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Alternative Monetary Policy Rules: A Comparison with Historical Settings for the United States, the United Kingdom, and Japan

  • Bennett T. McCallum

This paper conducts counterfactual historical analysis of several monetary policy rules by contrasting actual settings of instrument variables with values that would have been specified by the rules in response to prevailing conditions. Of particular interest is whether major policy mistakes, judged ex post, would have been prevented by candidate rules. The rules studied include those of Taylor and McCallum, previously considered by Alison Stuart, plus several additional combinations of instrument and target variables. The time spans examined are 1962-1998 for the U.S. and U.K., and 1972-1998 for Japan. In addition to various substantive findings, the paper develops several methodological arguments. A surprising result is that rules' messages are evidently more dependent upon the specification of their instrument than their target variable.

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Paper provided by National Bureau of Economic Research, Inc in its series NBER Working Papers with number 7725.

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Date of creation: Jun 2000
Date of revision:
Publication status: published as Economic Quarterly - Federal Reserve Bank of Richmond, Vol. 86/1 (Winter 2000): pp. 49-79
Handle: RePEc:nbr:nberwo:7725
Note: EFG ME
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  1. Bennett T. McCallum & Edward Nelson, 1998. "Performance of Operational Policy Rules in an Estimated Semi-Classical Structural Model," NBER Working Papers 6599, National Bureau of Economic Research, Inc.
  2. Svensson, Lars E O, 1998. "Inflation Targeting as a Monetary Policy Rule," CEPR Discussion Papers 1998, C.E.P.R. Discussion Papers.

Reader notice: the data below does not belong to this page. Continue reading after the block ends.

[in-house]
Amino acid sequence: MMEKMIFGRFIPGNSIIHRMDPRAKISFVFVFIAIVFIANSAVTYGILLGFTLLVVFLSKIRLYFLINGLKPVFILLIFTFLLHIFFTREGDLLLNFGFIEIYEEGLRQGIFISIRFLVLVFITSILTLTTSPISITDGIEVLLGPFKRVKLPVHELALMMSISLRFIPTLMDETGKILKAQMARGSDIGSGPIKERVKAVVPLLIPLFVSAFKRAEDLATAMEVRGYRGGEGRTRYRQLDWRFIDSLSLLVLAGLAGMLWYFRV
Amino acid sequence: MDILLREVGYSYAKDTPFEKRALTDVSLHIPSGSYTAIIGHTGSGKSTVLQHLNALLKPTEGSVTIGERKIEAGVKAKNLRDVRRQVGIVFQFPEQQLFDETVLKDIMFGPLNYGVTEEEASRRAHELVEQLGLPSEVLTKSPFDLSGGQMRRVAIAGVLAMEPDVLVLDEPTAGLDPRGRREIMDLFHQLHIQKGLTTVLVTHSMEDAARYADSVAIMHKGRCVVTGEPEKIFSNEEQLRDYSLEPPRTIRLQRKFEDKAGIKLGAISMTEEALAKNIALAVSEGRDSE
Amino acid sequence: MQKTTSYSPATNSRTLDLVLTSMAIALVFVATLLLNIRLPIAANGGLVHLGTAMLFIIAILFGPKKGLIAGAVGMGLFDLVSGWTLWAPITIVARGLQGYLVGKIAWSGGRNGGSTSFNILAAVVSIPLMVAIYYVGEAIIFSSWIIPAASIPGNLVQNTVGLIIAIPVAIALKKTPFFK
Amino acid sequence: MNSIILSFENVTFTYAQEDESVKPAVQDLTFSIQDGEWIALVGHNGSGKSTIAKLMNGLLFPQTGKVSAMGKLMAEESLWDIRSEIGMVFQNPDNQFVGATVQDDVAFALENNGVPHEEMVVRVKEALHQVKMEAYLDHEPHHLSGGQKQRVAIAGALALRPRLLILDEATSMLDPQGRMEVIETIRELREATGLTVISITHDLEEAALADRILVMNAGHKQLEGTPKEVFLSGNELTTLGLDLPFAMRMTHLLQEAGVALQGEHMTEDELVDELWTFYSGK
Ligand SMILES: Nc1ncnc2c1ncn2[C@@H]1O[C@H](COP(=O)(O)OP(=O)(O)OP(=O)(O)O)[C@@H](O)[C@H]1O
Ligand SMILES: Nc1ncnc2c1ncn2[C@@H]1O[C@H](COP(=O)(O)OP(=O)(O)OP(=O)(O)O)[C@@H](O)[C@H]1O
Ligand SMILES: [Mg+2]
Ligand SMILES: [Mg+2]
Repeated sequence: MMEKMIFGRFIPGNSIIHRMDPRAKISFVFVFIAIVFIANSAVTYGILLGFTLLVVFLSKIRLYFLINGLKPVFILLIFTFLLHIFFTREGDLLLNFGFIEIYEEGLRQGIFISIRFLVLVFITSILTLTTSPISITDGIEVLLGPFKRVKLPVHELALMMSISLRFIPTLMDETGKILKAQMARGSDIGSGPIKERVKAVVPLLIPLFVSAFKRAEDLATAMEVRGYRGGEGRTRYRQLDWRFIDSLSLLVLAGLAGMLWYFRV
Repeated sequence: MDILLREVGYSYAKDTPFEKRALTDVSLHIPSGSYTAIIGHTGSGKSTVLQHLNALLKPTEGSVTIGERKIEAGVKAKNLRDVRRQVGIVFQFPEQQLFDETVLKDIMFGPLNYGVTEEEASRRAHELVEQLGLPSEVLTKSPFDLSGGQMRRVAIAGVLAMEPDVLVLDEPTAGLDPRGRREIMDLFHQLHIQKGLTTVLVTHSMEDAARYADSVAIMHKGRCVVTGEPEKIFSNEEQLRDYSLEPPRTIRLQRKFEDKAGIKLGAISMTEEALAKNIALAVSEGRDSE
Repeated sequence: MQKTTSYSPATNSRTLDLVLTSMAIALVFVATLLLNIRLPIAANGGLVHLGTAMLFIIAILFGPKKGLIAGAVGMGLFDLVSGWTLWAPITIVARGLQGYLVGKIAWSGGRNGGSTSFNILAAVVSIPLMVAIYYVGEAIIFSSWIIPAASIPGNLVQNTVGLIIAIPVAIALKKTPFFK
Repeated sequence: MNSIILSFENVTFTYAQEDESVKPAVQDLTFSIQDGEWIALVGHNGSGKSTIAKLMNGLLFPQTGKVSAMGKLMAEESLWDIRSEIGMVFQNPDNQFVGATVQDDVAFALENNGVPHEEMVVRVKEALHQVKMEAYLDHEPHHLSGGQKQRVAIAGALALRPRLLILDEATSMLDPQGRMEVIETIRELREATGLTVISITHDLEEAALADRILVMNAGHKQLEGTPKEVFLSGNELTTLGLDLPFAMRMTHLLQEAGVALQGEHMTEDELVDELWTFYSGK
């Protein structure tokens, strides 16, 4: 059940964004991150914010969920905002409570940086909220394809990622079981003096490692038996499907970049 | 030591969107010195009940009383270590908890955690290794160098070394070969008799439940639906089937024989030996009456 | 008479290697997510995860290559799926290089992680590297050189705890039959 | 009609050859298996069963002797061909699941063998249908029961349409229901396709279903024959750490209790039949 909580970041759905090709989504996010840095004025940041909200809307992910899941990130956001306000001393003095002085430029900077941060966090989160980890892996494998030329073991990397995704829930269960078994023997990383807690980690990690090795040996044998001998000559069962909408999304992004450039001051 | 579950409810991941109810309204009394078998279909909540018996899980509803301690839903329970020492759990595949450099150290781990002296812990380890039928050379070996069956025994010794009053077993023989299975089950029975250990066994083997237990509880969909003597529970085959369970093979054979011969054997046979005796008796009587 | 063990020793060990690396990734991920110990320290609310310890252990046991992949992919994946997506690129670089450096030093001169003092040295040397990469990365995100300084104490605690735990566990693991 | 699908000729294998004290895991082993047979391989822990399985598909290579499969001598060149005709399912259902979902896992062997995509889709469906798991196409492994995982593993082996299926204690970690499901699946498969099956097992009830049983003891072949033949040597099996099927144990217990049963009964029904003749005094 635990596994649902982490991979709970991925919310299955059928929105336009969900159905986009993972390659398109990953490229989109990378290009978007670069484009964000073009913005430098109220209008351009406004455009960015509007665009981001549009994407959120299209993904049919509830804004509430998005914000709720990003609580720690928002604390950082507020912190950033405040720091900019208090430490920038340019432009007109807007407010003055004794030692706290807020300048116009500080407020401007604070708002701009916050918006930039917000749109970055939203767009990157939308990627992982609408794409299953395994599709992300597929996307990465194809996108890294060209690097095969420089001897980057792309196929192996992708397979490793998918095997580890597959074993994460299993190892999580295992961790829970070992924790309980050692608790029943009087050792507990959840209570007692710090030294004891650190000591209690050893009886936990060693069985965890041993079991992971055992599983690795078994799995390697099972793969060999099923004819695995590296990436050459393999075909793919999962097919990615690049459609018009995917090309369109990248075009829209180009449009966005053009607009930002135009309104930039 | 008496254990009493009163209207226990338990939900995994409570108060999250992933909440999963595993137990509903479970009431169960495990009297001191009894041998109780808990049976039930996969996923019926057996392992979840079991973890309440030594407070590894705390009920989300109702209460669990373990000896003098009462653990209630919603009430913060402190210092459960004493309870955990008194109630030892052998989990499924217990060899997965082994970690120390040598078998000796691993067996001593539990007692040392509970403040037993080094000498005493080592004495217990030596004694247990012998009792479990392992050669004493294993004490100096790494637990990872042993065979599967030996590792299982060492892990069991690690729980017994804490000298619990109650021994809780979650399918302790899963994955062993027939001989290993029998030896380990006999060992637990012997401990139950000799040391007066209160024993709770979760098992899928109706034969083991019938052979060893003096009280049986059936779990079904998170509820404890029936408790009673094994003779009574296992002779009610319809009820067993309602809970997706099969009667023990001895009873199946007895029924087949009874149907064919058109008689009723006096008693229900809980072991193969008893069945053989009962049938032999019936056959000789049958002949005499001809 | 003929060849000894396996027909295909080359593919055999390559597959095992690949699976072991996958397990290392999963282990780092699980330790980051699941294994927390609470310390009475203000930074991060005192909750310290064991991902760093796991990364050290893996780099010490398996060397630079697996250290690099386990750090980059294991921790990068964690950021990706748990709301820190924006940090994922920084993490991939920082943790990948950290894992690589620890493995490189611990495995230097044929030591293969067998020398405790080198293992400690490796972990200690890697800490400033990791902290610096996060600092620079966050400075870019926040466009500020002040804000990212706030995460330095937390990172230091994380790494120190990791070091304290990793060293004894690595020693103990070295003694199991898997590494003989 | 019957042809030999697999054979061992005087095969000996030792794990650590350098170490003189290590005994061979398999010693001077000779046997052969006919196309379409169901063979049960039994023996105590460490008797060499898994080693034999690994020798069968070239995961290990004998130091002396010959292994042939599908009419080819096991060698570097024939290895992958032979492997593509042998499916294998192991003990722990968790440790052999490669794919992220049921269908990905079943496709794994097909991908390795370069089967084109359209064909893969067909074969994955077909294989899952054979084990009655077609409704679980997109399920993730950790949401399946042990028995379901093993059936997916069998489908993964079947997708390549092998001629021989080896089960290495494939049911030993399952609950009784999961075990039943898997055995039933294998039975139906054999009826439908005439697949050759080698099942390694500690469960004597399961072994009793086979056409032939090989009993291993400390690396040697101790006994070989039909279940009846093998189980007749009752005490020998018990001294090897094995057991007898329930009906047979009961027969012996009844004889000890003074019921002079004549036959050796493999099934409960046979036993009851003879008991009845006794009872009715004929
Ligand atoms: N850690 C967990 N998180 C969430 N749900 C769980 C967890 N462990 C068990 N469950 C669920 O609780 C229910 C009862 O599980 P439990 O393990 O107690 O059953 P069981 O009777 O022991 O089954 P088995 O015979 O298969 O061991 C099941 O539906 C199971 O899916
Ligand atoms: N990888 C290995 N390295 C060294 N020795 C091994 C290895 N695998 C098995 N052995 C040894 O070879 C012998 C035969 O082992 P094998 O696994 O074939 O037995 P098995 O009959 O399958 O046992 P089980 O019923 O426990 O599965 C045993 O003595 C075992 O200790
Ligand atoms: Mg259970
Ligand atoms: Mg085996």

3. McCallum, B.T. & Nelson, E., 1998. "Nominal Income Targeting in an Open-Economy Optimizing Model," Papers 644, Stockholm - International Economic Studies.
  4. Robert E. Hall & N. Gregory Mankiw, 1994. "Nominal Income Targeting," NBER Chapters, in: Monetary Policy, pages 71-94 National Bureau of Economic Research, Inc.
  5. McCallum, Bennett T., 1999. "Issues in the design of monetary policy rules," Handbook of Macroeconomics, in: J. B. Taylor & M. Woodford (ed.), Handbook of Macroeconomics, edition 1, volume 1, chapter 23, pages 1483-1530 Elsevier.
  6. John B. Taylor, 1999. "A Historical Analysis of Monetary Policy Rules," NBER Chapters, in: Monetary Policy Rules, pages 319-348 National Bureau of Economic Research, Inc.
  7. Sharon Kozicki, 1999. "How useful are Taylor rules for monetary policy?," Economic Review, Federal Reserve Bank of Kansas City, issue Q II, pages 5-33.
  8. Robert J. Hodrick & Edward Prescott, 1981. "Post-War U.S. Business Cycles: An Empirical Investigation," Discussion Papers 451, Northwestern University, Center for Mathematical Studies in Economics and Management Science.
  9. Clarida, Richard & Gali, Jordi & Gertler, Mark, 1997. "Monetary Policy Rules in Practice: Some International Evidence," Working Papers 97-32, C.V. Starr Center for Applied Economics, New York University.
  10. Athanasios Orphanides, 1998. "Monetary policy rules based on real-time data," Finance and Economics Discussion Series 1998-03, Board of Governors of the Federal Reserve System (U.S.).
  11. Bennett T. McCallum, 1987. "The case for rules in the conduct of monetary policy: a concrete example," Economic Review, Federal Reserve Bank of Richmond, issue Sep, pages 10-18.
  12. Taylor, John B., 1993. "Discretion versus policy rules in practice," Carnegie-Rochester Conference Series on Public Policy, Elsevier, vol. 39(1), pages 195-214, December.
  13. Meltzer, Allan H, 1987. "Limits of Short-run Stabilization Policy: Presidential Address to the Western Economic Association, July 3, 1986," Economic Inquiry, Western Economic Association International, vol. 25(1), pages 1-14, January.
  14. John B. Taylor, 1999. "Monetary Policy Rules," NBER Books, National Bureau of Economic Research, Inc, number tayl99-1, December.
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